Volunteering at Rita B. Huff

Courtesy of Rita B. Huff Humane Society

Rita B. Huff Adoption Center is an animal shelter and adoption center founded by a group of citizens in 1982 and named for Dr. Rita B. Huff. Huff was a professor at Sam Houston State University and chairman of the accounting department.

At Rita B. Huff Adoption Center, the volunteers and organizers continue the work of Huff by providing for and caring for these animals.

Once a month, Rita B. Huff Adoption Center will host adoption events off-site. The next adoption event will be on Feb. 22 at 1403 13th St.

“We are always looking for volunteers to go with us to our adoption events,” Executive Director Lori Toliver said.

There are a lot of volunteer opportunities at Rita B. Huff, including dog-walking and foster care. They offer a volunteer program for anyone looking to get involved with shelter work. The volunteer process includes going through orientation and completing required training sessions.

When the weather permits, volunteers will have a chance to include dog-walking as one of their tasks.

“We love for our volunteers to come in and walk our dogs,” Toliver said. “If you come in on a regular basis and you take a liking to a dog, we can make sure you walk the same dog every time you come in.”

Kats In Support of Shelters volunteers help by picking up dogs and taking them to the campus for students to interact with and learn how to volunteer.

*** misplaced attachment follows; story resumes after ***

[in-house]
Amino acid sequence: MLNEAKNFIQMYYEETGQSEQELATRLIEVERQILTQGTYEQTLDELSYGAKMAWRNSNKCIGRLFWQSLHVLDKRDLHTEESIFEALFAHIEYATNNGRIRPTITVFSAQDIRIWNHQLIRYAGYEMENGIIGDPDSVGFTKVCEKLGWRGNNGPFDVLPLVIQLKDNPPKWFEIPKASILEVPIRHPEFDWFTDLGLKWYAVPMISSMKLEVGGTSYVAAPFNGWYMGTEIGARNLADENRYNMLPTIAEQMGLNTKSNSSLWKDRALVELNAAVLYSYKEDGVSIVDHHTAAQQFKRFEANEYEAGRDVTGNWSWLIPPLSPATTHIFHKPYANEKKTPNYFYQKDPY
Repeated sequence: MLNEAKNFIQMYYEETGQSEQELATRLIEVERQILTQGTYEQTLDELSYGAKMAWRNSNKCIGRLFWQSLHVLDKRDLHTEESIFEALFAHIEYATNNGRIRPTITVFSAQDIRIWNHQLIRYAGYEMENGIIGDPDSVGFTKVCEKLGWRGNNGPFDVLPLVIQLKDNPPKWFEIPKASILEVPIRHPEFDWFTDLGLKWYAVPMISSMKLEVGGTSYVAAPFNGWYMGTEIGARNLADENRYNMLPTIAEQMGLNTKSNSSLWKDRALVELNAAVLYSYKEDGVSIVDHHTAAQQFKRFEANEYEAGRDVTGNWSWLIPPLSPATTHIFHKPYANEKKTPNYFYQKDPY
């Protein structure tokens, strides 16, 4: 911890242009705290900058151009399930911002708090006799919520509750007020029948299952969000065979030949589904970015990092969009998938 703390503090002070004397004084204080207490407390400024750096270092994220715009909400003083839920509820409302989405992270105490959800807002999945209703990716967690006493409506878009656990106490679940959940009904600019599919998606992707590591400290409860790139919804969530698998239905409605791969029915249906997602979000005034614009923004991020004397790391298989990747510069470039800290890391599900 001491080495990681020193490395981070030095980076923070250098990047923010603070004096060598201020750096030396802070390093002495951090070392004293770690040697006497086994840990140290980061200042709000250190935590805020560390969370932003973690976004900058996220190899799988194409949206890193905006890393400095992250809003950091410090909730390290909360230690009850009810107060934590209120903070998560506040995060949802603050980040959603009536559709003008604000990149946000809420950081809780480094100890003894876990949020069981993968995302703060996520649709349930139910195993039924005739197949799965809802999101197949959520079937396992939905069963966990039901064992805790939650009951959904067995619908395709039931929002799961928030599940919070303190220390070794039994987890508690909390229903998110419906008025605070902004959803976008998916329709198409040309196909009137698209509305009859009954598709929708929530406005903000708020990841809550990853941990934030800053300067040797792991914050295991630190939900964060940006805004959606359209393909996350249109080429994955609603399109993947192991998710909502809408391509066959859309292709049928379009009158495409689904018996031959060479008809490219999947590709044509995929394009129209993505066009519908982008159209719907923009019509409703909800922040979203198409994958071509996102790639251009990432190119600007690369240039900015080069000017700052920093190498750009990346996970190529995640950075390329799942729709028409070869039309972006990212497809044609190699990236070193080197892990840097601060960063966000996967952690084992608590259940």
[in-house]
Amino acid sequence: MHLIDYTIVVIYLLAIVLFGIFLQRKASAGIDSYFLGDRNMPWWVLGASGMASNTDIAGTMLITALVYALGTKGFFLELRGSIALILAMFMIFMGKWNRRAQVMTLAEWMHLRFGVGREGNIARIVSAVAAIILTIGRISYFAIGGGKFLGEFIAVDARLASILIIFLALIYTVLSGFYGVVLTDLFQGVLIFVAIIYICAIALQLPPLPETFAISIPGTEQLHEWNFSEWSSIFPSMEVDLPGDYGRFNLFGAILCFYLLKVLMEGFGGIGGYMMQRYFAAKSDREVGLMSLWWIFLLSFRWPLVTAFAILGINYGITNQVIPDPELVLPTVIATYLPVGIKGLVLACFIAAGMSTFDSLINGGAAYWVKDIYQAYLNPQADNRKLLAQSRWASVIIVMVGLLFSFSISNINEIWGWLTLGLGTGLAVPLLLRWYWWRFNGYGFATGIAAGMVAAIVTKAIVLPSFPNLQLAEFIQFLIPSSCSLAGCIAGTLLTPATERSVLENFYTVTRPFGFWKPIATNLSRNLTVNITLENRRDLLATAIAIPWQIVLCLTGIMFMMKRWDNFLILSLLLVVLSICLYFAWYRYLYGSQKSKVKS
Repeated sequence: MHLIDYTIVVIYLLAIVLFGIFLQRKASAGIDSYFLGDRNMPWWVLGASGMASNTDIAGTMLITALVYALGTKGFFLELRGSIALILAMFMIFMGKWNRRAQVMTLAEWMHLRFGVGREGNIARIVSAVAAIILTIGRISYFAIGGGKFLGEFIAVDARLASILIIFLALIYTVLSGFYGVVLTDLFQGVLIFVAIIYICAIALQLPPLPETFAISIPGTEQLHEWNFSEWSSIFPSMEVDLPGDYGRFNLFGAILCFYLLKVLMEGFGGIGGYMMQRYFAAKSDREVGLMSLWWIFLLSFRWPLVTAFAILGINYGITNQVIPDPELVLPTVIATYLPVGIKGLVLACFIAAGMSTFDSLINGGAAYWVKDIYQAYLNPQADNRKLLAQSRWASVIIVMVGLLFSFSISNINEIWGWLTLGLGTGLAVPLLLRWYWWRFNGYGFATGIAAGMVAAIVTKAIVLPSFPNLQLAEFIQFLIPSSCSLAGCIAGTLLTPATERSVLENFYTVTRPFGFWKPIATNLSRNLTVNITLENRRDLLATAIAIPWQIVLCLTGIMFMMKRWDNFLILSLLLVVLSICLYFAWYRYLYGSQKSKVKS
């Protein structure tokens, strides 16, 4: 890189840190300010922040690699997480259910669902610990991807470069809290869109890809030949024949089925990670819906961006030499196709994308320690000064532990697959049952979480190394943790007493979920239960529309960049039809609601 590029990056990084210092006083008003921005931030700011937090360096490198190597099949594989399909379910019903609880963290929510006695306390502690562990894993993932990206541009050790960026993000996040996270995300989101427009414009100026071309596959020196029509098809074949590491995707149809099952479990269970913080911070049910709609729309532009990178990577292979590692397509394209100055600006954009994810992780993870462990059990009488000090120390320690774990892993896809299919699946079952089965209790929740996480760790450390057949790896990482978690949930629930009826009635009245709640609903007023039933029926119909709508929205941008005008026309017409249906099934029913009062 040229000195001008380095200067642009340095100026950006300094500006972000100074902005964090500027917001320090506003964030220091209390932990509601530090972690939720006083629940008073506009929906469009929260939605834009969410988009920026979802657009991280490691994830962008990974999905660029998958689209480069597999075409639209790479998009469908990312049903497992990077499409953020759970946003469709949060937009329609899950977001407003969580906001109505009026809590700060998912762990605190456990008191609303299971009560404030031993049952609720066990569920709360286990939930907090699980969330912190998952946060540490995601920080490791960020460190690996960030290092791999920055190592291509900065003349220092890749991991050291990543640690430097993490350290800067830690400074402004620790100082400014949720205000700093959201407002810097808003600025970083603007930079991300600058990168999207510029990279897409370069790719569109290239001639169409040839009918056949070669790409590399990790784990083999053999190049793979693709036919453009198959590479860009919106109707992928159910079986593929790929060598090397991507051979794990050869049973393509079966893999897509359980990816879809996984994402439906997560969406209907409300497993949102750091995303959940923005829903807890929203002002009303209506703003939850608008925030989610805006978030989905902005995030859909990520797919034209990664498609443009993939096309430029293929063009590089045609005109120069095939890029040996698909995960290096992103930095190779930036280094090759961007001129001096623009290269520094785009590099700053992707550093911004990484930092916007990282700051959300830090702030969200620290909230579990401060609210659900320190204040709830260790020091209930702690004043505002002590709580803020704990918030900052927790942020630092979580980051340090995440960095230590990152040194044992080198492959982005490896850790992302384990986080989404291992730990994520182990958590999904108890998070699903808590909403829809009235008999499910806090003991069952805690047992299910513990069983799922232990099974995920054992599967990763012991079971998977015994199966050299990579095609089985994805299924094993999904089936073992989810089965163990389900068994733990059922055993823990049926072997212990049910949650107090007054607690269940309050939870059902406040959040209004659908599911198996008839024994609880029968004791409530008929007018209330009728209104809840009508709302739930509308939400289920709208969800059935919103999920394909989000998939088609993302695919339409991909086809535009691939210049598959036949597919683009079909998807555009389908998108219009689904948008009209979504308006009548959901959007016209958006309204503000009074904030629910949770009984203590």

Short-term foster care at Rita B. Huff Adoption Center is one of their most essential volunteer opportunities. Helpers have an opportunity to foster a pet from the shelter, without the commitment of ownership.

“We provide a kennel, the food, towels, dry milk, or whatever is needed, we provide everything,” Toliver said.

All dogs are spayed, neutered, vaccinated and microchipped prior to being released to fosters/volunteers.

Whether it’s two weeks or six months, helpers can temporarily adopt an animal before deciding.

“You don’t have to commit to owning something, you can take it home and just take care of it,” Toliver said. “If you go into it with the mindset that you’re helping this animal get over a hump, whether it be for two weeks or four, you can bring that one back and we can give you another one to get over the hump.”

The purpose of the short-term foster program is not to just potentially foster an animal, but to offer them a chance for a better life. Rita B. Huff is currently revamping their foster program, to help more stray and homeless animals.

For more information on volunteering at Rita B. Huff Adoption Center, visit rbhhumanesociety.org or call 936-295-4666.

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